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Plan for JCPS security force taking shape, nearing final vote

The planned 19 officers, who are stationed inside the schools, would carry a handgun with three fully loaded magazines.

LOUISVILLE, Ky. — The plans for Jefferson County Public Schools' in-house security force are nearly complete and the plans include giving school safety officers the power to carry a weapon and make arrests. 

"At this point, our intent is to recommend that the officers would be armed," JCPS Superintendent Dr. Marty Pollio said.

The planned 19 officers, who are stationed inside the schools, would carry a handgun with three fully loaded magazines. They'd also be required to complete two weapons qualifications per year. Although, the officers could only use their weapon if they believe they're defending a human life.

"Our intention, first of all, is definitely around student support and school safety, I mean there is no doubt about it," Dr. Pollio said. 

JCPS may not even have a say at all if officers should carry a weapon, if a bill proposed by Republican Kentucky Sen. Max Wise passes this legislative session. The bill would require school officers across the state to be armed. 

"This is not something that just is created overnight and so doing this work is challenging and difficult, and a lot of it was Senate Bill 1 but clearly we're     watching Senate Bill 8 to see where that goes and what we need to do with it," Dr. Pollio said. 

RELATED: JCPS one step closer to finalizing in-house security force

In the proposal, officers would not wear standard police uniforms, as board members have expressed concerns they don't want the schools operating like a police force. Officers will also carry a taser, handcuffs and a baton.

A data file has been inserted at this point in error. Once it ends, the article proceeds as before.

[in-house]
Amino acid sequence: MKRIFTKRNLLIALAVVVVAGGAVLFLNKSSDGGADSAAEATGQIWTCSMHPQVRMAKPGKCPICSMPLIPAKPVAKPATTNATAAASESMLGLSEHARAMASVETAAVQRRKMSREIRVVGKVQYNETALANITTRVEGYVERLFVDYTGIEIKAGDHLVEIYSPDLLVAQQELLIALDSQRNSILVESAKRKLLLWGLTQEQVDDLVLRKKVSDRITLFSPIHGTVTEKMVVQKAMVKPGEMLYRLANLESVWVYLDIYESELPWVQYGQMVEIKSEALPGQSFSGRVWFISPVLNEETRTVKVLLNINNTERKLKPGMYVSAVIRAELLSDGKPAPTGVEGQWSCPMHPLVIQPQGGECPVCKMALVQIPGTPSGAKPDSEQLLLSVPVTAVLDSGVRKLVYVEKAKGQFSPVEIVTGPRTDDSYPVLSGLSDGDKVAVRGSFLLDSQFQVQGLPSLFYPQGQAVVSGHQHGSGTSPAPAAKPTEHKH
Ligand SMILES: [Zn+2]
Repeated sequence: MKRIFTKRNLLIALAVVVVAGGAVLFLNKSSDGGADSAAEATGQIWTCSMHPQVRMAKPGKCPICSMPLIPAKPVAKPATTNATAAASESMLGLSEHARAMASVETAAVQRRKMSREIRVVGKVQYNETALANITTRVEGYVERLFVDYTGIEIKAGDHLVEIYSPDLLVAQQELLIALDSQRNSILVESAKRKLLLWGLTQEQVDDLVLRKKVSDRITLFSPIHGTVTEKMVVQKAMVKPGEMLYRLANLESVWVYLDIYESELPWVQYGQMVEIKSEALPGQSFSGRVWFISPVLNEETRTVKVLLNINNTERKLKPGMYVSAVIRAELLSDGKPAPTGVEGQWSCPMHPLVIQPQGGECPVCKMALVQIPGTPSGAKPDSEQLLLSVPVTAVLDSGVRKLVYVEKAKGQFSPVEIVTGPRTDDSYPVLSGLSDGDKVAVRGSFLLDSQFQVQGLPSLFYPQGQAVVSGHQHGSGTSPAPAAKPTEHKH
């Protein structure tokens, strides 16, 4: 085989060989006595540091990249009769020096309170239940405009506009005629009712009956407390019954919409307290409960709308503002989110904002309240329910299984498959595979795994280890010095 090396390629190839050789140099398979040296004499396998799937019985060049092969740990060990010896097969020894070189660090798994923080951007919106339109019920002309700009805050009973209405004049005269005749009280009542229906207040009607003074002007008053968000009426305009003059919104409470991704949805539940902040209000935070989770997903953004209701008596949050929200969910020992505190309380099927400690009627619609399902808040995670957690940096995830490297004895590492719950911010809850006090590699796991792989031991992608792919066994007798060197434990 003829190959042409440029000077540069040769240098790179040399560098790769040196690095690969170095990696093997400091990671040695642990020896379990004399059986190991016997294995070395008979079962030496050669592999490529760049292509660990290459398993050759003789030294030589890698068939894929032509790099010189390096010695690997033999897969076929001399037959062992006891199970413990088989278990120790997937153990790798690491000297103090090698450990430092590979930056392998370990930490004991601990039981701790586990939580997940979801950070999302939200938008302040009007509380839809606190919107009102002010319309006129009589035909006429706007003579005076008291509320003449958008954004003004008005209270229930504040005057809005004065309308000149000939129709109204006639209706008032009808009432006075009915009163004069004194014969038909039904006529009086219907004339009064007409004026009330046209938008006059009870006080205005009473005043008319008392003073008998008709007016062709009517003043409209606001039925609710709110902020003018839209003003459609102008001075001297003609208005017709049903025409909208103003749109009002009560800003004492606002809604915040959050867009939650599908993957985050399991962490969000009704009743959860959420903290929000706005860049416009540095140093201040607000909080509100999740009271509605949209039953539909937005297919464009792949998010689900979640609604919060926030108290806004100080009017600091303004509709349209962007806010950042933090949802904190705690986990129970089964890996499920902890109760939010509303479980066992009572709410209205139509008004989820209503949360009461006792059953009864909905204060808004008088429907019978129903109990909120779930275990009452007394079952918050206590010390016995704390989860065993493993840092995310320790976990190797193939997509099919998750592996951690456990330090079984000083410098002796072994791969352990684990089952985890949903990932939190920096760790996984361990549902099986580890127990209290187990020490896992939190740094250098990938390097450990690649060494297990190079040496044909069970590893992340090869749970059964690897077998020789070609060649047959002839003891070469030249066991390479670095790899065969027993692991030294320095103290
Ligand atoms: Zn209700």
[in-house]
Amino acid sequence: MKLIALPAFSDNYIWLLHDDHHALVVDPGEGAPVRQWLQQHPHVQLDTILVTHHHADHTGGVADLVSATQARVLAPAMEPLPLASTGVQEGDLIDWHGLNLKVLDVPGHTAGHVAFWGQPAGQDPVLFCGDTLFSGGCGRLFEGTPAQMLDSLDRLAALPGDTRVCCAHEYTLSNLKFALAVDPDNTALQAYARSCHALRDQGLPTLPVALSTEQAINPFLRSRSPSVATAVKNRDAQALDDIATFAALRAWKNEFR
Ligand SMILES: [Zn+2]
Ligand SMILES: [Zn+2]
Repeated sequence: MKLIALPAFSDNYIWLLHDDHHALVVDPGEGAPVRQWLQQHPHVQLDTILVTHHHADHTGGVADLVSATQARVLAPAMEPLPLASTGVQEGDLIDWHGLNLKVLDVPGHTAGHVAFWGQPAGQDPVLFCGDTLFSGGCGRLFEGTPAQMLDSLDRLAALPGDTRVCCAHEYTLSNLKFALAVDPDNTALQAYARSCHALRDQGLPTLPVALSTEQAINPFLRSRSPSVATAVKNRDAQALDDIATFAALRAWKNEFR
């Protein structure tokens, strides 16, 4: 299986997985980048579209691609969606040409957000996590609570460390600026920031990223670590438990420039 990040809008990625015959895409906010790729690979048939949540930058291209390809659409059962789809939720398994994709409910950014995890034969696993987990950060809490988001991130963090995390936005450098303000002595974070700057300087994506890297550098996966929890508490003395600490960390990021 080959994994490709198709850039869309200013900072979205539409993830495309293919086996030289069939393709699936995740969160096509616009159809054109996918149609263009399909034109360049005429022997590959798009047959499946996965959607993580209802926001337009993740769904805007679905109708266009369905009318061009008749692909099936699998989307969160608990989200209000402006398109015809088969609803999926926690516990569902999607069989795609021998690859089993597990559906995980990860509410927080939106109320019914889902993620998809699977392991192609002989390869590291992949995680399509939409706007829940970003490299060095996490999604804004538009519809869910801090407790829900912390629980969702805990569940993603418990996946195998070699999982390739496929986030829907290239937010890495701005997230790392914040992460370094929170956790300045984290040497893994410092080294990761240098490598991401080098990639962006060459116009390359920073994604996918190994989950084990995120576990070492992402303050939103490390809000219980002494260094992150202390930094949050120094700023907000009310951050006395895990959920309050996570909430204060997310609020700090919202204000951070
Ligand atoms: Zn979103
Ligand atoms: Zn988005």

A point of heavy discussion at Tuesday night's policy committee meeting, was that officers will be able to arrest students.

The arrest power does have some caveats. Officers could choose to release students to a parent or guardian, or give a citation instead of making an arrest. Officers also wouldn't be able to handcuff a student under 12 years old.

Each year, SSO's would undergo 100 hours of training on topics including diversity awareness, deescalation tactics, and youth mental health. 

The policy committee will meet again on February 4th. Dr. Pollio said a board vote now may not happen until March. 

The plan is still to have security officers trained over the summer and in schools by the start of the next school year. 

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►Contact reporter Tyler Emery at temery@WHAS11.com. Follow her on Twitter (@TylerWHAS11) and Facebook.

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